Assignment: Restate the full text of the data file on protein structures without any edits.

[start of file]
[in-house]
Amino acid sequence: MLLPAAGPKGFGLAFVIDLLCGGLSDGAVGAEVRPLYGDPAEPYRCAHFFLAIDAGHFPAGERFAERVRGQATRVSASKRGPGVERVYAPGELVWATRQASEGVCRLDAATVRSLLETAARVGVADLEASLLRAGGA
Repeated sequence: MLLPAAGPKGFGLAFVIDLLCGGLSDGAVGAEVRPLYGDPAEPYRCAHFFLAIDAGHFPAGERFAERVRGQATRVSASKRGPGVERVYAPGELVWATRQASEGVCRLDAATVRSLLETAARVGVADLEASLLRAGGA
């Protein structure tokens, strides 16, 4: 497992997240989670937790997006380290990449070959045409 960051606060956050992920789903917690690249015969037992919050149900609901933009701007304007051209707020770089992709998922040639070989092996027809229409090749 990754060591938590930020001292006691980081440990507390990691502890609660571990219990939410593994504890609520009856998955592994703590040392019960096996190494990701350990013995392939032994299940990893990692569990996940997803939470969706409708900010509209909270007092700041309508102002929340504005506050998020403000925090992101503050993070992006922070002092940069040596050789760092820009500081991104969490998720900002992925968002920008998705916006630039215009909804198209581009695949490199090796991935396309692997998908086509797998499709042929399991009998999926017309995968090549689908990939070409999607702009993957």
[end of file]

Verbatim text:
[in-house]
Amino acid sequence: MLLPAAGPKGFGLAFVIDLLCGGLSDGAVGAEVRPLYGDPAEPYRCAHFFLAIDAGHFPAGERFAERVRGQATRVSASKRGPGVERVYAPGELVWATRQASEGVCRLDAATVRSLLETAARVGVADLEASLLRAGGA
Repeated sequence: MLLPAAGPKGFGLAFVIDLLCGGLSDGAVGAEVRPLYGDPAEPYRCAHFFLAIDAGHFPAGERFAERVRGQATRVSASKRGPGVERVYAPGELVWATRQASEGVCRLDAATVRSLLETAARVGVADLEASLLRAGGA
């Protein structure tokens, strides 16, 4: 497992997240989670937790997006380290990449070959045409 960051606060956050992920789903917690690249015969037992919050149900609901933009701007304007051209707020770089992709998922040639070989092996027809229409090749 990754060591938590930020001292006691980081440990507390990691502890609660571990219990939410593994504890609520009856998955592994703590040392019960096996190494990701350990013995392939032994299940990893990692569990996940997803939470969706409708900010509209909270007092700041309508102002929340504005506050998020403000925090992101503050993070992006922070002092940069040596050789760092820009500081991104969490998720900002992925968002920008998705916006630039215009909804198209581009695949490199090796991935396309692997998908086509797998499709042929399991009998999926017309995968090549689908990939070409999607702009993957």